OLADE Meeting Examines Climate Vulnerability of Central American Hydropower Production
17 October 2012: The Latin American Energy Organization (OLADE) conducted a workshop for Central America looking at the vulnerability of the region's hydropower plants to the impacts of climate change.
The "Regional Technical Workshop on Vulnerability of Hydropower Production Systems in Central America to Climate Change and Adaptation Options" workshop was held from 11-12 October 2012 in San Salvador, El Salvador.
The focus of the workshop was an OLADE study on the topic which looked at global and regional climate change models, hydro-meteorological data for the region's 573 basins, and data on hydropower production in the seven countries. The study projected a regional loss of hydroelectric production, measured in gigawatt hours per year (GWh/yr) of 14.5% by 2050 under the A2 climate change scenario, and 39.5% by 2090. The study also looked in detail at one hydropower plant in each of the seven countries and found high impact in 2050 only on Belize's Mollejon and Nicaragua's Copalar, but by 2090 the impact was very high not only for those two but also El Salvador's 15 de Septiembre and Panama's Bayano, and high impact for the remaining three.
Workshop participants asked for help in building local capacity to undertake similar vulnerability studies. The workshop also discussed adaptation options in general terms, with a particular focus on alternative, sustainable energy sources such as solar, wind and geothermal. OLADE is working with the seven countries to study which of these options are viable for each, and the study undertaken for Central America is intended by OLADE to be replicated for other member countries for whom hydropower is an important component of their energy mix.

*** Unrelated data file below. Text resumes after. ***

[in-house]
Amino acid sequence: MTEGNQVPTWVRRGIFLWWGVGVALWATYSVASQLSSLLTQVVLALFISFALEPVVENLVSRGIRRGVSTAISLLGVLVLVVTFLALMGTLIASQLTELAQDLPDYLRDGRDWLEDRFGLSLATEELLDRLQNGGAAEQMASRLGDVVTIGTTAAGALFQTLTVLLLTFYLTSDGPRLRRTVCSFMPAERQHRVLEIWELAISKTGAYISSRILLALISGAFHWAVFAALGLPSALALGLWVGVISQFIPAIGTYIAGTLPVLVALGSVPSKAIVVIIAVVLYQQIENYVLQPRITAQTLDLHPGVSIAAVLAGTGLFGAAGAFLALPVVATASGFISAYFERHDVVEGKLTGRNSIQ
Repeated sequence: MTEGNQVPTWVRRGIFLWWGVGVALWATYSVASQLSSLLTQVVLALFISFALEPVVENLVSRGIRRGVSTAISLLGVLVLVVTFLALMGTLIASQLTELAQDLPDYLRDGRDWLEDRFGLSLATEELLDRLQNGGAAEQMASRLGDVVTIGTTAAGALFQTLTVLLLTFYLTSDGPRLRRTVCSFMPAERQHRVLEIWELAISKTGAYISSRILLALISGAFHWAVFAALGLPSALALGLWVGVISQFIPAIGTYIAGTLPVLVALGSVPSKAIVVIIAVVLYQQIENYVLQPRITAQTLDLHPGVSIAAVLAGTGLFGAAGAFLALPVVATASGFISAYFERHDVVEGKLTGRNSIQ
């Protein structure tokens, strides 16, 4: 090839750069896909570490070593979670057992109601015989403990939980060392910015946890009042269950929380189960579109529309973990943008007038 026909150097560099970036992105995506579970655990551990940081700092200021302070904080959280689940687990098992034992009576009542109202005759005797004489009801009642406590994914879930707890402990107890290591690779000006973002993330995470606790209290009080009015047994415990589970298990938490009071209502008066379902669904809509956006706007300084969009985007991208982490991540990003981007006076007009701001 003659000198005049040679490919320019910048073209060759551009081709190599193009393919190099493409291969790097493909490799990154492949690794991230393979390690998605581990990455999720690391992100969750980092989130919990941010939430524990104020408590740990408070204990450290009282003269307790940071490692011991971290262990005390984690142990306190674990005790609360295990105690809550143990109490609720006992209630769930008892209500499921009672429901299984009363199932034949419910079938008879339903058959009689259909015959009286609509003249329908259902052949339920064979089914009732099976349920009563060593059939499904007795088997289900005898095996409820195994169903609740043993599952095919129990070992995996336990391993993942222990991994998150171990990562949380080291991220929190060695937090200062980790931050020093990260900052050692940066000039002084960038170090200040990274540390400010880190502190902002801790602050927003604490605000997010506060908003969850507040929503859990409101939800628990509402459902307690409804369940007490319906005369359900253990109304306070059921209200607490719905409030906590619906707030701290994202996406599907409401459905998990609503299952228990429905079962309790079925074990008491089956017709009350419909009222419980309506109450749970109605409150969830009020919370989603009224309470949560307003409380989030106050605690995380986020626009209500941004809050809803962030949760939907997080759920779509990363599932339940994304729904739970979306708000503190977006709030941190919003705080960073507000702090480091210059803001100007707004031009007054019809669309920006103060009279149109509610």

The workshop was organized with help from El Salvador's Superintendency of Electricity and Telecommunications (SIGET) and funding from the Inter-American Development Bank (IDB), the General Secretariat of the Central American Integration System (SICA) and the Energy and Environment Partnership with Central America (EEP). It was attended by representatives of the energy ministries of all seven nations, the meteorological institutes of Costa Rica, El Salvador, Guatemala and Panama, the utilities in charge of hydropower in Costa Rica, El Salvador, Honduras and Panama, as well as the Regional Committee for Water Resources (CRRH), the UN Economic Commission for Latin America and the Caribbean (ECLAC), and the Electricity Council of Central America (ECAC). [OLADE Press Release]